Surpassing Ignition Interlock Proves Costly for Washington ManIgnition interlocks
have been all the rage in proposed DUI laws
in large part to the ability of these devices to prevent DUI
offenders from even starting a vehicle without first passing a breath test
and demonstrating their sobriety.
With that in mind, having someone else take the breathalyzer test may be a shortcut to surpass ignition interlocks, but it's not highly recommended, as the recent sentencing of a Washington State man who did so reveals.
Former Thurston County corrections officer Michael Bowe was sentenced to a year in a jail after he was found to be in physical control of a vehicle while under the influence during a September 26, 2006 incident in which the 54-year-old man had his young grandson blow into the ignition interlock device to start his car.
Not only did an intoxicated Bowe have a child blow into the device to turn over the vehicle but he also drove around with his three-year-old and five-year-old grandsons in the vehicle. Bowe was later found passed out in the vehicle on a private a road with his grandchildren still in the car.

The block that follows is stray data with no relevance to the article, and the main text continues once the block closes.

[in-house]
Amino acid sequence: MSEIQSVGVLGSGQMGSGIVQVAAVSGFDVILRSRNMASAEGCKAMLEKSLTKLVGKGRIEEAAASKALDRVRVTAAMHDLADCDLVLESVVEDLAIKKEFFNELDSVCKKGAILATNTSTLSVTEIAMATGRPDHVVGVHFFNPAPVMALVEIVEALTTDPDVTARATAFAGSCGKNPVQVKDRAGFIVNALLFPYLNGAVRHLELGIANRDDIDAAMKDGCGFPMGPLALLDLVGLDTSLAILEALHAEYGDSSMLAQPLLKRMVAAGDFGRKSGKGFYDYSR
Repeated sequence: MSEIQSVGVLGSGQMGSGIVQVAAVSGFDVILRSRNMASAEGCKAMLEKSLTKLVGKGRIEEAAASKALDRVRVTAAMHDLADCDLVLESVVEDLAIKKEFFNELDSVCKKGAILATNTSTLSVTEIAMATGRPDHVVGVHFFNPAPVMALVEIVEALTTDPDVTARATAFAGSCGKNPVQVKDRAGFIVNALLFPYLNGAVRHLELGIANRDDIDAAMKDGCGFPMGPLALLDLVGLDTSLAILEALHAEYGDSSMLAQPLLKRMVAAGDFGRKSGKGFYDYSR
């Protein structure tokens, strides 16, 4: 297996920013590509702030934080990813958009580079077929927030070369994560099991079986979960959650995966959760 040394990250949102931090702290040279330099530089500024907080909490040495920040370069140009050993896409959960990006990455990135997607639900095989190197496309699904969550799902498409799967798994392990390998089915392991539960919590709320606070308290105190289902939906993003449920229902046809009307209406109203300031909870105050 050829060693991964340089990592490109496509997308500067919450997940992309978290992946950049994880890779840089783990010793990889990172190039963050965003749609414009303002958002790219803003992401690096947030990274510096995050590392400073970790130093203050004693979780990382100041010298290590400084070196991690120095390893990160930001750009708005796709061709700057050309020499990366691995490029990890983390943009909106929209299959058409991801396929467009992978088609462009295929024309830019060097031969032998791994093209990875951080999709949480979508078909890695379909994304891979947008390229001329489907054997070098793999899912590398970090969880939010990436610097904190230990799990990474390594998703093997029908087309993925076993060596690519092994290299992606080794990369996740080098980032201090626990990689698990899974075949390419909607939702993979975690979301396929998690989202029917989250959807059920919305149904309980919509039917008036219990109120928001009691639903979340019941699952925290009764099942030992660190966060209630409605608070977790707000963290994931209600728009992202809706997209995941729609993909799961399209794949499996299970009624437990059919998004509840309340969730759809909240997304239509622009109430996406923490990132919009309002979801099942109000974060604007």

Bowe was originally sentenced to 120 days for reckless endangerment and being in physical control of a vehicle while under the influence. He was then hit with an additional 260 days in jail after a judge revoked his suspended sentence from a 2004 conviction for DUI.
Bowe, who will certainly not get any votes for "Grandfather of the Year," has had his run-ins with drunk driving in the past. In fact, Bowe was one of several law enforcement officers recently featured in a Seattle Post-Intelligencer investigative series depicting how officers arrested for drunk driving were treated less severely than regular citizens. Of the officers featured, Bowe was at the top of the charts with the longest rap sheet.
The investigative series specifically detailed that Bowe had five alcohol-related traffic stops before finally getting fired by Thurston County in May of 2004. Even more alarming, Bowe was arrested for DUI twice; however, those charges were dropped to negligent driving. Bowe also had a first-degree negligent driving charge reduced to second-degree negligent driving and wasn't charged at all on another occasion.
At least Bowe will now spend some time in a jail cell after his history of dangerous driving, as evident most recently by his foolish decision to have one of his grandsons blow into an ignition interlock and then put their lives in jeopardy by driving impaired with them in his car.